The first farm visit on the Georgia Peanut Tour was Joe Boddiford’s Farms. The farm is operated by Joe and his son Knapp. Joe, a third-generation farmer, has been farming for over 45 years and serves on the Georgia Peanut Commission Board. During this farm stop, Joe showed tour attendees an array of tractors used on their farm including an old 1965 3010 John Deere which Joe has actually owned twice. The tractor was bought new by Joe’s father and was what Joe start farming with until he decided to sell it in the 90s. Ten years or so later, Joe was at a tractor sale in South Carolina and said, “That’s my tractor!” Of course, Joe paid more for it than what he sold it for, but it was well worth it.
Joe’s son, Knapp, is a recent graduate of the Abraham Baldwin Agricultural College located in Tifton, Ga. After receiving a degree in diversified agricultural with a concentration in agricultural business, Knapp returned to the family farm where he knew he would always end up. Knapp decided to attend ABAC after graduation instead of just going straight into farming because he wanted to learn more about the business side of agriculture and once at ABAC, he fell in love with the college and the people and knew the knowledge and connections would help him advance on and off his farming operation. Knapp says returning to the farm has been a challenging but rewarding experience, but couldn’t see himself anywhere else. Knapp’s favorite thing about working with his dad is being able to learn from his years of experience but also getting to teach him something new every now and then. One of the most valuable lessons Joe has taught Knapp is the value of a hard day’s work because the whole act of farming is to complete the task on time and to do it well to make a crop. Knapp is already showing much success. In 2016, Knapp was awarded as National FFA Star Finalist in Ag Placement. This means he was one of the top four finalist in the nation in this category and anyone that has worked for someone in the agricultural industry could compete in this category.
While at the farm, attendees were able to see peanuts being dug and harvested, they also had the opportunity to see corn harvesting. They were even able to see Knapp turn on the irrigation pivots from the touch of button thanks to a mobile app on his phone. Knapp made the comment that he could even turn the pivots on and off while he was in Tifton at college. Kendall Kirk, a precision agricultural engineer with Clemson University made an appearance at this field stop and talked about the research Clemson University is doing and on Joe Boddiford Farms. Kirk and Clemson University has been working with the Boddiford’s for roughly the past five years. He talked to attendees about attendees about the different technology on the tractor. The main focus Kirk wanted attendees to look at was the automated depth control system on the peanut digger, which is not available commercially yet, but Clemson is in the process of working with AMADAS on putting the system together.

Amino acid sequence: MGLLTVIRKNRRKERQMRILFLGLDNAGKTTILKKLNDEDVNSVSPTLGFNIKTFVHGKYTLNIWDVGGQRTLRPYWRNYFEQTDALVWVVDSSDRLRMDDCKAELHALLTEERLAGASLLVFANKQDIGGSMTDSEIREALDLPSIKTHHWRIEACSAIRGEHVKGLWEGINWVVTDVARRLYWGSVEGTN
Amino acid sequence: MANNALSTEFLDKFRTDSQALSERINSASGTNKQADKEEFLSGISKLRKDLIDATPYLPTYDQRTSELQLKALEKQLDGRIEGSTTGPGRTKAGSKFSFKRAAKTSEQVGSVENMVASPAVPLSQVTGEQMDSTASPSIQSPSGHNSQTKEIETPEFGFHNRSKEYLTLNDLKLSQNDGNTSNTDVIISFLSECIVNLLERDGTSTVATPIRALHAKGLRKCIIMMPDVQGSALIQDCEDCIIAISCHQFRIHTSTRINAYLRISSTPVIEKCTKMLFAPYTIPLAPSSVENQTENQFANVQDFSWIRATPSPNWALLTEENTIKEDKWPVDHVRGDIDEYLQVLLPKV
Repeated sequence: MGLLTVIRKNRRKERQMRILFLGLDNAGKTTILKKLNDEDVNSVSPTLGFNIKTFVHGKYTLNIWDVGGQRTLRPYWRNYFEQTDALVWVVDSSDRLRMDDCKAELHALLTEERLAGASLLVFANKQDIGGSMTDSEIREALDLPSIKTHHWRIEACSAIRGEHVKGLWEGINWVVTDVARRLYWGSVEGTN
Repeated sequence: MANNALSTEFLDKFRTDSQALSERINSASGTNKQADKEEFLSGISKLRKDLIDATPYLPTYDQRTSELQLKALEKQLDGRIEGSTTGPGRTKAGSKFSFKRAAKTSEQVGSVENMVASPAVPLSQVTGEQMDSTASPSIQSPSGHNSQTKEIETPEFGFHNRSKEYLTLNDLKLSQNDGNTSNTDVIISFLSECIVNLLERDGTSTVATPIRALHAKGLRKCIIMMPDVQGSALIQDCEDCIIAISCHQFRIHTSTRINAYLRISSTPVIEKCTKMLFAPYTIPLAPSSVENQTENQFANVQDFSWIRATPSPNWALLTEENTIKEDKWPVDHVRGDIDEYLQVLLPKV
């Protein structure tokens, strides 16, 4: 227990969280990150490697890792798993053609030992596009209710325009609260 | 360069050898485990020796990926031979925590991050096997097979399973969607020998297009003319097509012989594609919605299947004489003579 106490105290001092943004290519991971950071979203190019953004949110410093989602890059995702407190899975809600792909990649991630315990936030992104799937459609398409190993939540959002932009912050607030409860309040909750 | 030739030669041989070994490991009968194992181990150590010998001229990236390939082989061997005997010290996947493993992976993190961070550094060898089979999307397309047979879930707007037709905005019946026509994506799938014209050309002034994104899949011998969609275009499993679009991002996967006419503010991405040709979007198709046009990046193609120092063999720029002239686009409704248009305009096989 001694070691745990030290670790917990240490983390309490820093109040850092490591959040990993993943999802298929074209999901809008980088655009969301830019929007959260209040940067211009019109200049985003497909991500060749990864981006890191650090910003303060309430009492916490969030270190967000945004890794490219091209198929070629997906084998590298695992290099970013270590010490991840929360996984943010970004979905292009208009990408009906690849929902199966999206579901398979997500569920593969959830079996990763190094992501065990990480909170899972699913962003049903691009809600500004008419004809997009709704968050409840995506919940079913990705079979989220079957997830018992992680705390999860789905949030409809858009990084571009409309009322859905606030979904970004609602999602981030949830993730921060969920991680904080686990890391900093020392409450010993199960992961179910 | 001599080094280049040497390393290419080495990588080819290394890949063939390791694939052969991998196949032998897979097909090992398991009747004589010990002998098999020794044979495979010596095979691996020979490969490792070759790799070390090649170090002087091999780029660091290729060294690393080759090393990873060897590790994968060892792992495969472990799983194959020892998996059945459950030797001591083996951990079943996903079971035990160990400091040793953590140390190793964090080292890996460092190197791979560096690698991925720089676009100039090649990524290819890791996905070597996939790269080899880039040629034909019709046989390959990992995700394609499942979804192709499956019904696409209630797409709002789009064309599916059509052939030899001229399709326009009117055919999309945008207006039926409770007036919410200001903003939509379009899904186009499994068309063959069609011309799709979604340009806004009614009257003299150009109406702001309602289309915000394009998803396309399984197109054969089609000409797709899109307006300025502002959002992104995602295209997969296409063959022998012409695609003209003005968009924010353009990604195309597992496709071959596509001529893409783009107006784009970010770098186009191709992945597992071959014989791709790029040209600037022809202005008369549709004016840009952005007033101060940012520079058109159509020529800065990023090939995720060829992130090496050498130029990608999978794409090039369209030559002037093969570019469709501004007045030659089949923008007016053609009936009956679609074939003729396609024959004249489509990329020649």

During the visit at Boddiford Farms, tour attendees were able to hear a crop update by Ray Hick, Screven County Extension Agent. “I deal with homeowners in the urban area, lawn problems. I always say it’s the little old gray-haired lady with the rose bush problems and everything up to the major producers of crops here in the area. I may be in town in the morning then on the farm with a row crop producer talking about his cotton crop or his peanut crop in the afternoon, says Hicks.” When it comes to challenges farmers have faced in Screven County Hicks goes on to say, “This year the farmers have had a wide diversity of challenges. Of course, we started off being dry, then we got into a wet period and it delayed some of our plantings, so really, we have two different crops in cotton and peanuts. We have an early crop and a late crop. Now with all the wet weather, it has been trying for the producers to keep fungicides on top of the fungicide sprays, but we have not had to turn the irrigation systems on as much so that will be a saving for them at the end of the year.” Ag South Farm Credit also provided boiled peanuts for participants to enjoy during this stop, and for many, this southern staple was first time experience.